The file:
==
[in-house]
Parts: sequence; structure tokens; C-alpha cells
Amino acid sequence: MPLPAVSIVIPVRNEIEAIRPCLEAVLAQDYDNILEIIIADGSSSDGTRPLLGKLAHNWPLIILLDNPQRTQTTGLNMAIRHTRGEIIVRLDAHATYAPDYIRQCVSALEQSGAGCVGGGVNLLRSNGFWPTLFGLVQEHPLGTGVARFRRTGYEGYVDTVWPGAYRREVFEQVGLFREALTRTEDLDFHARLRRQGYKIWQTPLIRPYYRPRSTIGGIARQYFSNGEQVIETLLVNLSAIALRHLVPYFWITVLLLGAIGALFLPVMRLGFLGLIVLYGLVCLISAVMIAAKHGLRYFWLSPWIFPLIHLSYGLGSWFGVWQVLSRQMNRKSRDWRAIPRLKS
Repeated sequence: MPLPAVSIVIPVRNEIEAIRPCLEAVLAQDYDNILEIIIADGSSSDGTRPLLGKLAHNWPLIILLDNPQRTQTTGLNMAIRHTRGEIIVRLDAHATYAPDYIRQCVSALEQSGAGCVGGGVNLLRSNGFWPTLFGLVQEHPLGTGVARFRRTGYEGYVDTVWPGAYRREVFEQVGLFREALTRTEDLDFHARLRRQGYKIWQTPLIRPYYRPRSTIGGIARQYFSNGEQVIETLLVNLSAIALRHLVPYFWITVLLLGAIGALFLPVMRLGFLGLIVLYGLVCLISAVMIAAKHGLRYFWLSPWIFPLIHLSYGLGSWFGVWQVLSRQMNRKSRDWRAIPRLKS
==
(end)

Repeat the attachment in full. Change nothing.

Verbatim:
[in-house]
Parts: sequence; structure tokens; C-alpha cells
Amino acid sequence: MPLPAVSIVIPVRNEIEAIRPCLEAVLAQDYDNILEIIIADGSSSDGTRPLLGKLAHNWPLIILLDNPQRTQTTGLNMAIRHTRGEIIVRLDAHATYAPDYIRQCVSALEQSGAGCVGGGVNLLRSNGFWPTLFGLVQEHPLGTGVARFRRTGYEGYVDTVWPGAYRREVFEQVGLFREALTRTEDLDFHARLRRQGYKIWQTPLIRPYYRPRSTIGGIARQYFSNGEQVIETLLVNLSAIALRHLVPYFWITVLLLGAIGALFLPVMRLGFLGLIVLYGLVCLISAVMIAAKHGLRYFWLSPWIFPLIHLSYGLGSWFGVWQVLSRQMNRKSRDWRAIPRLKS
Repeated sequence: MPLPAVSIVIPVRNEIEAIRPCLEAVLAQDYDNILEIIIADGSSSDGTRPLLGKLAHNWPLIILLDNPQRTQTTGLNMAIRHTRGEIIVRLDAHATYAPDYIRQCVSALEQSGAGCVGGGVNLLRSNGFWPTLFGLVQEHPLGTGVARFRRTGYEGYVDTVWPGAYRREVFEQVGLFREALTRTEDLDFHARLRRQGYKIWQTPLIRPYYRPRSTIGGIARQYFSNGEQVIETLLVNLSAIALRHLVPYFWITVLLLGAIGALFLPVMRLGFLGLIVLYGLVCLISAVMIAAKHGLRYFWLSPWIFPLIHLSYGLGSWFGVWQVLSRQMNRKSRDWRAIPRLKS